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WhatsApp cannot be trusted; I won’t be using it much longer

I’ve been planning to stop using WhatsApp and other social media applications for a while now and a recent blog post on Forbes justifies that move even more. Here’s from “The Encryption Debate Is Over – Dead At The Hands Of Facebook” (July 26th 2019):

In Facebook’s vision, the actual end-to-end encryption client itself such as WhatsApp will include embedded content moderation and blacklist filtering algorithms. These algorithms will be continually updated from a central cloud service, but will run locally on the user’s device, scanning each cleartext message before it is sent and each encrypted message after it is decrypted.

The company even noted that when it detects violations it will need to quietly stream a copy of the formerly encrypted content back to its central servers to analyze further, even if the user objects, acting as true wiretapping service.

Facebook’s model entirely bypasses the encryption debate by globalizing the current practice of compromising devices by building those encryption bypasses directly into the communications clients themselves and deploying what amounts to machine-based wiretaps to billions of users at once.

The problem is that if Facebook’s model succeeds, it will only be a matter of time before device manufacturers and mobile operating system developers embed similar tools directly into devices themselves, making them impossible to escape. Embedding content scanning tools directly into phones would make it possible to scan all apps, including ones like Signal, effectively ending the era of encrypted communications.

Security expert Bruce Schneier had also blogged about the above article, but later published a “correction”, stating that:

Yesterday, I blogged about a Facebook plan to backdoor WhatsApp by adding client-side scanning and filtering. It seems that I was wrong, and there are no such plans.

The only source for that post was a Forbes essay by Kalev Leetaru, which links to a previous Forbes essay by him, which links to a video presentation from a Facebook developers conference.

However, he also mentions that Facebook, so far, doesn’t seem to want to release an official statement on company letterhead denying what the Forbes article mentioned:

Facebook desperately wanted to convince me to correct the record, while at the same time not wanting to write something on their own letterhead (just a couple of comments, so far).

The author of the article, Kalev Leetaru, has since updated the article with the following:

On July 25th, WhatsApp’s parent company Facebook did not dispute the characterization posed to it that it planned to “moderat[e] end to end encrypted conversations such as WhatsApp by using on device algorithms,” with the spokesperson pointing to Zuckerberg’s own blog post calling for precisely such filtering. This afternoon [August 2nd, 2019], Vice President of WhatsApp Will Cathcart contradicted this, offering “we have not done this, have zero plans to do so, and if we ever did it would be quite obvious and detectable that we had done it. We understand the serious concerns this type of approach would raise which is why we are opposed to it.” Yet asked how WhatsApp planned to meet Zuckerberg’s call for the ability to detect illegal content within its end-to-end encrypted products, including WhatsApp, without such in-client scanning […], Carl Woog, Director of Communications for WhatsApp declined to comment […].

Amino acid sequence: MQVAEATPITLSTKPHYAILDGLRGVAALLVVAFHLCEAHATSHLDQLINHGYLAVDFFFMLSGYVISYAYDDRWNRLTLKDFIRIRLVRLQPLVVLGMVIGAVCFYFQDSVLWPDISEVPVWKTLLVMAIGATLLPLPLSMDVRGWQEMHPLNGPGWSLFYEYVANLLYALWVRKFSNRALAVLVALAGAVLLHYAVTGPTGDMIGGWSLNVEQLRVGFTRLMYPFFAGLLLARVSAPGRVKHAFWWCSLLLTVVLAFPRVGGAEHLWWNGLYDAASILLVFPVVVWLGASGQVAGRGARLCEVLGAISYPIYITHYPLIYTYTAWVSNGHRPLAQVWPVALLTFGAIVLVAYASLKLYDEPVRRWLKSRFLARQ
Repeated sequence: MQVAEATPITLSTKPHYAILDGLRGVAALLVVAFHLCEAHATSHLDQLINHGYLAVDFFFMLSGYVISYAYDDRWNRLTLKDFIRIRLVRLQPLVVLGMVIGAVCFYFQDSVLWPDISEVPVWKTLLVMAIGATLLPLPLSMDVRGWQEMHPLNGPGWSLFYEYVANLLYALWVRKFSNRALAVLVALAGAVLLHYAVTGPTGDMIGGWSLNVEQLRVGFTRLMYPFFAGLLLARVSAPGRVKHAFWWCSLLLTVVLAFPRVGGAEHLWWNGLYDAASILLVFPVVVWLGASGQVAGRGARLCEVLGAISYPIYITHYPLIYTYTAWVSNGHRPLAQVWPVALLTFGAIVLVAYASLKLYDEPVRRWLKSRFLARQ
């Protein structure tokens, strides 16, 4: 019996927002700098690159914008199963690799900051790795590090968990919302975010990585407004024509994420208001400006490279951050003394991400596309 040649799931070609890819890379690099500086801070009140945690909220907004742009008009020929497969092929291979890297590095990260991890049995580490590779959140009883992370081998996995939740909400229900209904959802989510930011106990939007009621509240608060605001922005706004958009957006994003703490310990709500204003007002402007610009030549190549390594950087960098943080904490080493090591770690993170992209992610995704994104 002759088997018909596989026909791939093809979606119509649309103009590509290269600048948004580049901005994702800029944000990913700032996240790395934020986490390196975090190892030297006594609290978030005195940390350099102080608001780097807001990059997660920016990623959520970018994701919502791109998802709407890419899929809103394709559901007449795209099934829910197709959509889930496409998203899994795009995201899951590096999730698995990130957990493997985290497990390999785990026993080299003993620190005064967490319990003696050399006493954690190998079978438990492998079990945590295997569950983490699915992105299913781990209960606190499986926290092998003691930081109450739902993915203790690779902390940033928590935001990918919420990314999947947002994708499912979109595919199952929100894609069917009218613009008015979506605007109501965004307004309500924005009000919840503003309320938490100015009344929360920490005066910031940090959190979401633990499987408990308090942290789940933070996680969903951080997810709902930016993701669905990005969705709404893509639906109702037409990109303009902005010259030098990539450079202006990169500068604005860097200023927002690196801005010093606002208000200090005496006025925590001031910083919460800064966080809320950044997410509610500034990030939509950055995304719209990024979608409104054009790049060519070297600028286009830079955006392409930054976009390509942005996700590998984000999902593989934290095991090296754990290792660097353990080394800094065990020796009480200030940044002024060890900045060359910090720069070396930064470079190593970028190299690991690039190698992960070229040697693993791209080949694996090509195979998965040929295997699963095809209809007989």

Given that Facebook has demonstrated countless times that they lie through their teeth and cannot be trusted, the above tells me enough. Add to this the following:

Antigone Davis, Facebook’s head of global safety, told The Register: “Facebook appreciates the discussion with the Five Country Ministerial. People should expect that we will do everything we can to keep people safe on our services within the limits of what’s possible in an encrypted service. As our CEO Mark Zuckerberg promised, we’ll consult with safety experts, law enforcement and governments through 2019 and beyond on the best ways to implement safety measures before fully implementing end-to-end encryption.

Keep in mind that Mark Fuckerberg plans to integrate and unify the underlying communications technology behind Facebook Messenger, WhatsApp and Instagram too. So they’re all fucked as far as I’m concerned.

I’ve been using Windows Phone for a few years now but Microsoft has decided to stop supporting that platform by the end of this year. Consequently all the big social media platforms are also dropping support for Windows Phone. I was already planning to stop using most social media applications because of all the censorship, social engineering, security and privacy issues, and the fact that I’m soon not going to be able to use most of them on my phone will speed things up.

In the short term I’m probably going to switch from WhatsApp to using Signal (which is liked by both Bruce Schneier and Edward Snowden). And no, I’m not going to use Telegram because it doesn’t have end-to-end encryption enabled by default, although most people are fooled into thinking that it is more secure than WhatsApp.

As for other social media platforms, I won’t be on most of them for much longer. If you want to stay in touch and receive updates from me, now is a good time to subscribe to my blog using the subscription form in the footer of this page, or in the sidebar on my blog’s homepage.

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